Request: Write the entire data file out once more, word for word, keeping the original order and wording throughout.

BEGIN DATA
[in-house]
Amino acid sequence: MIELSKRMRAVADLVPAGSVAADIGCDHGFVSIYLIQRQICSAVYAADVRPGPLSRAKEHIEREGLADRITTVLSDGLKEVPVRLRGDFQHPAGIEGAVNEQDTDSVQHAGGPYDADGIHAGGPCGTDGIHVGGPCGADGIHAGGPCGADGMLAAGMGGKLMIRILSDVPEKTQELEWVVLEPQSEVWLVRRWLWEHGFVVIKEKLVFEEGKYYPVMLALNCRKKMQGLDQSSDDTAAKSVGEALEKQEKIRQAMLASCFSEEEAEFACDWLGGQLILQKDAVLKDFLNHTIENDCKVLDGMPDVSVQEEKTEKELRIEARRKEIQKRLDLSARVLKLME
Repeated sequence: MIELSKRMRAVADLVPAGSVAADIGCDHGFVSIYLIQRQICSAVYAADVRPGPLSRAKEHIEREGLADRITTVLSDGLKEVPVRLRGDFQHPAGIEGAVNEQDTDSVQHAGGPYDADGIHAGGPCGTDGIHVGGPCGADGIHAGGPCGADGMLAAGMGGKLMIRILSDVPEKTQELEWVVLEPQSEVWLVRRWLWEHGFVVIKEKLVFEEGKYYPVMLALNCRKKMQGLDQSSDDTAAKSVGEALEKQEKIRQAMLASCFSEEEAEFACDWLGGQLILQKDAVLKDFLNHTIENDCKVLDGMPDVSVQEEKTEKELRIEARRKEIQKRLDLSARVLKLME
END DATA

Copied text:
[in-house]
Amino acid sequence: MIELSKRMRAVADLVPAGSVAADIGCDHGFVSIYLIQRQICSAVYAADVRPGPLSRAKEHIEREGLADRITTVLSDGLKEVPVRLRGDFQHPAGIEGAVNEQDTDSVQHAGGPYDADGIHAGGPCGTDGIHVGGPCGADGIHAGGPCGADGMLAAGMGGKLMIRILSDVPEKTQELEWVVLEPQSEVWLVRRWLWEHGFVVIKEKLVFEEGKYYPVMLALNCRKKMQGLDQSSDDTAAKSVGEALEKQEKIRQAMLASCFSEEEAEFACDWLGGQLILQKDAVLKDFLNHTIENDCKVLDGMPDVSVQEEKTEKELRIEARRKEIQKRLDLSARVLKLME
Repeated sequence: MIELSKRMRAVADLVPAGSVAADIGCDHGFVSIYLIQRQICSAVYAADVRPGPLSRAKEHIEREGLADRITTVLSDGLKEVPVRLRGDFQHPAGIEGAVNEQDTDSVQHAGGPYDADGIHAGGPCGTDGIHVGGPCGADGIHAGGPCGADGMLAAGMGGKLMIRILSDVPEKTQELEWVVLEPQSEVWLVRRWLWEHGFVVIKEKLVFEEGKYYPVMLALNCRKKMQGLDQSSDDTAAKSVGEALEKQEKIRQAMLASCFSEEEAEFACDWLGGQLILQKDAVLKDFLNHTIENDCKVLDGMPDVSVQEEKTEKELRIEARRKEIQKRLDLSARVLKLME